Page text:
Ohio Medicaid’s largest Medicaid managed-care provider has dramatially shrunk its pharmacy network by dropping Walgreens. But despite promises of new transparency, neither the agency has done much to explain the change.

A week after it approved a major reduction in CVS’ pharmacy network, the Ohio Department of Medicaid apparently hasn’t asked whether the state’s largest pharmacy retailer demanded that 252 of its Walgreens competitors be dropped.

The department last week approved the reduced network in the middle of the period during which Medicaid beneficiaries are choosing health plans for 2020. That raised concerns that some Walgreens customers might face reduced access to pharmacy care when they’re forced to again switch plans or pharmacies in the coming months.

Yet while top officials at Medicaid have accused Walgreens of trying to restrict the network, they seem incurious about whether CVS has made a similar demand.

The Ohio Department of Medicaid and one of its major contractors promised greater transparency last year after taxpayers learned of possible profiteering by middlemen from an opaque system used to pay for drugs. A state-sponsored analysis conducted amid a Dispatch investigation found that in 2017, a pharmacy middleman controlled by CVS billed taxpayers almost $200 million more for Medicaid drugs than it turned over to the pharmacies that had bought and dispensed them.

Despite their promises of transparency, however, the Medicaid department did little to announce — much less explain — the decision to drop Walgreens from the network of its largest managed care provider, CareSource, which serves 1.2 million Medicaid recipients.

In a Nov. 1 interview, Ohio Medicaid Director Maureen Corcoran said that at the beginning of October, CareSource notified her agency that it wanted to drop Walgreens from its network. That contradicted what Medicaid spokesman Kevin Walter told The Dispatch on Oct. 11 and 15, when he said the agency had not received such a notification.

In a letter last week to CareSource, Medicaid Deputy Director Roxanne Richardson approved CareSource’s request to eliminate Walgreens from its network, saying “CareSource informed us that Walgreens would be willing to continue a business relationship with them, if CareSource would eliminate other pharmacies from its network.”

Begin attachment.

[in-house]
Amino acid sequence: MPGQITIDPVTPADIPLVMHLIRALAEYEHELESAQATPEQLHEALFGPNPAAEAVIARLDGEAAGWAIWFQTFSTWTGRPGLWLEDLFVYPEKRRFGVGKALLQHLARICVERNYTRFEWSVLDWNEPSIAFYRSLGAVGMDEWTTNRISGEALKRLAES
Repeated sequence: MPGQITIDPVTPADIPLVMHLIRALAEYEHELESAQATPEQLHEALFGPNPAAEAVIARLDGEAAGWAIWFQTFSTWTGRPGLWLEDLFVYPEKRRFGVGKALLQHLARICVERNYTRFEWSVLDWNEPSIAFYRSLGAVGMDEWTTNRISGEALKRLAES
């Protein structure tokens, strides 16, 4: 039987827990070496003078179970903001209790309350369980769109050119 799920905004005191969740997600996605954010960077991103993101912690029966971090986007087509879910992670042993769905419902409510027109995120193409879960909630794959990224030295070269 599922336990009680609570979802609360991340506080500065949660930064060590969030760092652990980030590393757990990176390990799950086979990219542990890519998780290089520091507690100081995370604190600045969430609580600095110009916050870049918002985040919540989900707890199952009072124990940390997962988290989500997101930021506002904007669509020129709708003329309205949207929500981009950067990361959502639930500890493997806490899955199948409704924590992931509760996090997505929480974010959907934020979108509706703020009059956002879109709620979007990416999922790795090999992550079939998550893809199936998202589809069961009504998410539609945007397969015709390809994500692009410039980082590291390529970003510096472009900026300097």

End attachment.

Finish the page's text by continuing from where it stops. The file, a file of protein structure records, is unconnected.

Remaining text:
Medicaid, however, hasn’t responded when asked to explain which other pharmacies Walgreens wanted to exclude. For its part, Walgreens said, “Our most recent proposal was for a network that included CVS and all the independents, as well as the others.”

Despite accusing Walgreens of trying to shrink the CareSource pharmacy network, the Medicaid department last week wouldn’t respond to questions about whether CVS had tried to do the same thing. Monday evening, Walter only reiterated what he has said in answer to earlier questions about the matter.

“Negotiations are between managed-care plans and providers. ODM’s focus is on ensuring access to quality care,” he said. “We have no knowledge of a conversation between CVS and CareSource.”

Among the questions Walter and the Medicaid department haven’t responded to: Did Medicaid even ask CareSource whether CVS had demanded a major reduction in the CareSource pharmacy network?

CareSource has been even less forthcoming. Spokesman Joe Kelley on Nov. 6 said his company wasn’t going to comment on whether CVS wanted its biggest retail competitor dropped from the managed-care network. On Tuesday, he said the same thing.

CVS said it “played no role” in structuring the CareSource pharmacy network.

Ohio’s independent and small-chain pharmacies have long complained that Medicaid reimbursements are so low that they’re putting many of them out of business.

Until now, 90% of those reimbursements have been controlled by CVS’ pharmacy middleman, CVS Caremark, which has maintained that it hasn’t used its reimbursement power as a middleman to benefit its retail operation. But many Ohio pharmacies reported that amid periods of particularly bad reimbursements from the company, CVS sent them letters offering to buy them.

In announcing new transparency, CareSource in April said it would jettison CVS Caremark as its middleman, or pharmacy benefit manager, and replace it with Express Scripts, another PBM giant. In May, ExpressScripts sent independent pharmacists contracts offering dispensing fees that were 1.5% of what the state’s own pricing survey said was necessary in order for pharmacists to break even.

Those contracts were quickly withdrawn. Independent pharmacists say they’ve yet to see another — even though the contract year starts in five weeks.



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Medicaid and its contractor shed little light on network reduction – The Columbus Dispatch